At the heart of the study is the question of what it means to be a worthy citizen and how that dovetails with assimilation and issues of cultural repression.
The example Erickson uses to demonstrate this complicated cultural tango is that of a tireless volunteer she knew in Fargo. Dedicated and caring, she was on a personal crusade to help the Lost Boys become economically self-sufficient, a pillar of the American (and Fargo) sense of good citizenship.
She would help them at their homes and take them places, Erickson said, but whenever she would see them she would insist that they speak only English.
"Her heart was in the right place, and the Lost Boys would have been in trouble without volunteers like her," Erickson said. "But, you know, telling them to speak English in their own house, insisting on this sense of having to assimilate as quickly as possible, that's a form of cultural disrespect."
Erickson made the nearly heretical decision to do her anthropological work in her own backyard rather than travel overseas like many of her colleagues.
"Part of the reason I chose to work in Fargo is because I want to challenge that paradigm of anthropologists traveling to do fieldwork," she said. "With globalization and immigration, the people that anthropologists traditionally worked with aren't living in small, faraway isolated enclaves; they're living among us. They are us."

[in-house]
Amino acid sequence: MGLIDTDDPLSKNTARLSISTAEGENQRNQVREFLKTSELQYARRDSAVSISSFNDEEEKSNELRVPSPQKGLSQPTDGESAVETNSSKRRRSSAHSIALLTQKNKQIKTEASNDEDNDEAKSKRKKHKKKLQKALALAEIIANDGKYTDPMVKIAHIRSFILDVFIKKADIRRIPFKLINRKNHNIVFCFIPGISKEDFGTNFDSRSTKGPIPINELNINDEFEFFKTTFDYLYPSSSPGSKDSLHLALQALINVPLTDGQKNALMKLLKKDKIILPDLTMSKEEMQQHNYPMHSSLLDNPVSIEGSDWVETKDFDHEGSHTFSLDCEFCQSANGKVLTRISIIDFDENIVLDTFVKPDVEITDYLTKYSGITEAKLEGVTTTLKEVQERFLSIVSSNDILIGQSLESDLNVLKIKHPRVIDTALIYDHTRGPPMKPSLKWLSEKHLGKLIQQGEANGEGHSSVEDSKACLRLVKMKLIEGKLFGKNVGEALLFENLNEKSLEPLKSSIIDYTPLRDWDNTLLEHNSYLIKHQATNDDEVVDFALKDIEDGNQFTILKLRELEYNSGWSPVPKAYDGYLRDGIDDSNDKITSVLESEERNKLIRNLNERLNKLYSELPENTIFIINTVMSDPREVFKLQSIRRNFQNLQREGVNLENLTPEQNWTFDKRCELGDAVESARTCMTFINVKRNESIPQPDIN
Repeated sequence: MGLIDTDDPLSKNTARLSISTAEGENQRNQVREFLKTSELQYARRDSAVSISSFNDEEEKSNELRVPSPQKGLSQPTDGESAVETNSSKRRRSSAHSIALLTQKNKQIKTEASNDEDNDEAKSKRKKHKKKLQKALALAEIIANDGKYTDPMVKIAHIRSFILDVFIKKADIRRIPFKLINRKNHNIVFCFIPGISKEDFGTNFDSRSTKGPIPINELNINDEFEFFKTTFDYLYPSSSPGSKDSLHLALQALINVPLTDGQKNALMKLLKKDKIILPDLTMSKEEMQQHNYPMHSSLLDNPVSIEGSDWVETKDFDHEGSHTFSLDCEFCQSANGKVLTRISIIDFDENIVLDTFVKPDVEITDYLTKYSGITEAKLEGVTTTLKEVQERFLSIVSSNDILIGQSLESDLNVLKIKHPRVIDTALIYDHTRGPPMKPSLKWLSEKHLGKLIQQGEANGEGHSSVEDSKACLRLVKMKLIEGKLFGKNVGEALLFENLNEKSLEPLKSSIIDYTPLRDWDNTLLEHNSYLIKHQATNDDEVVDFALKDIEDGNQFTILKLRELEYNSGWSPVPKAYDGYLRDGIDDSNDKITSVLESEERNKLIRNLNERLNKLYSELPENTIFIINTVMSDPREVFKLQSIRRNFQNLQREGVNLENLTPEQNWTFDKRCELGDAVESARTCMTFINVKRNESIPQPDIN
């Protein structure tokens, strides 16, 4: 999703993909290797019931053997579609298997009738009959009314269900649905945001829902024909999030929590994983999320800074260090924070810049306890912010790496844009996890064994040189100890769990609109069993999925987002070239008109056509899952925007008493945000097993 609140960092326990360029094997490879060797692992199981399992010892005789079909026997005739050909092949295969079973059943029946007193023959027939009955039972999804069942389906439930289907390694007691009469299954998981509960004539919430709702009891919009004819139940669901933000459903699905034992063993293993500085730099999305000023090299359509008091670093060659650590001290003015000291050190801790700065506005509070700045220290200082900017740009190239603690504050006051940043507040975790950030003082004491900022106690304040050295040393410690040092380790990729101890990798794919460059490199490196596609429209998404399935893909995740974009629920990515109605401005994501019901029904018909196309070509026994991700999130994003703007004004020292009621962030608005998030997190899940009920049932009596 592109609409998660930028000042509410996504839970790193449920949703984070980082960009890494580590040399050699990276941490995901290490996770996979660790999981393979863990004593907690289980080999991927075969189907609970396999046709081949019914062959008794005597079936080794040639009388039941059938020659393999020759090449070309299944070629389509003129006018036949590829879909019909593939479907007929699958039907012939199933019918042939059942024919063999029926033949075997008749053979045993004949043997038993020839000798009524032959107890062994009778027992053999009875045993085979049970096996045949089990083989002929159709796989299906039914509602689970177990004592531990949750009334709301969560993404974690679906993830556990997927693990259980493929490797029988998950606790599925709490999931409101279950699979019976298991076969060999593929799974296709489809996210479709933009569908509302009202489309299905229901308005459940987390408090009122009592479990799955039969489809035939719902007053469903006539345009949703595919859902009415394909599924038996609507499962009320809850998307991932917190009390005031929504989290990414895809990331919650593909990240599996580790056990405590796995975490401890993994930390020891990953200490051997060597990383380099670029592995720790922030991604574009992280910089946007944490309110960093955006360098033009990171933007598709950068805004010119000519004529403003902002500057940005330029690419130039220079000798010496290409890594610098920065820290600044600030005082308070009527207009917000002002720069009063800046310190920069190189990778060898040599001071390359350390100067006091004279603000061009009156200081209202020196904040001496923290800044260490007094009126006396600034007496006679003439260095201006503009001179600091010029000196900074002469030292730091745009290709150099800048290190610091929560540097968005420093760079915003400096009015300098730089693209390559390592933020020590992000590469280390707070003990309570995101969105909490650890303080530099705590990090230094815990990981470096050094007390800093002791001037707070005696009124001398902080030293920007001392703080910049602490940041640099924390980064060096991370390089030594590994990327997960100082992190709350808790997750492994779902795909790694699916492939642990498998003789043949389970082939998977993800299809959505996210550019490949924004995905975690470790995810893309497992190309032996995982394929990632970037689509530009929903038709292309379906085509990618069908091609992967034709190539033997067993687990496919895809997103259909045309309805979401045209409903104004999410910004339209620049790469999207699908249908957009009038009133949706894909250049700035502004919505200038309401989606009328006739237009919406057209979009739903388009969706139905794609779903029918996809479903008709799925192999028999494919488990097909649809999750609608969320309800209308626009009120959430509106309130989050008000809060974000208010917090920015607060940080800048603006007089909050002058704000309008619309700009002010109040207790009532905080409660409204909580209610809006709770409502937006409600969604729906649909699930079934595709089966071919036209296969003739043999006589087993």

To collect data about the interactions among refugees and social services in Fargo, Erickson conducted more than 60 interviews, about 80 hours total, with Sudanese, Bosnian and Bosnian Roma refugees as well as volunteers, workers at the resettlement agency and at the county welfare office.
About 95 percent of the local social workers were white, Christian women whereas many of the resettlement workers were former refugees. In general, Erickson says, the type of citizenship that was being promulgated by the workers was based on economic self-sufficiency, religious piety and giving back to the community
And They're Nice
It was far easier for the Sudanese to earn local acceptance because many of them are Christian. Several already spoke English before arriving and, though they arrived with fewer marketable skills than Bosnians, they've shown a dedicated work ethic and passion for education.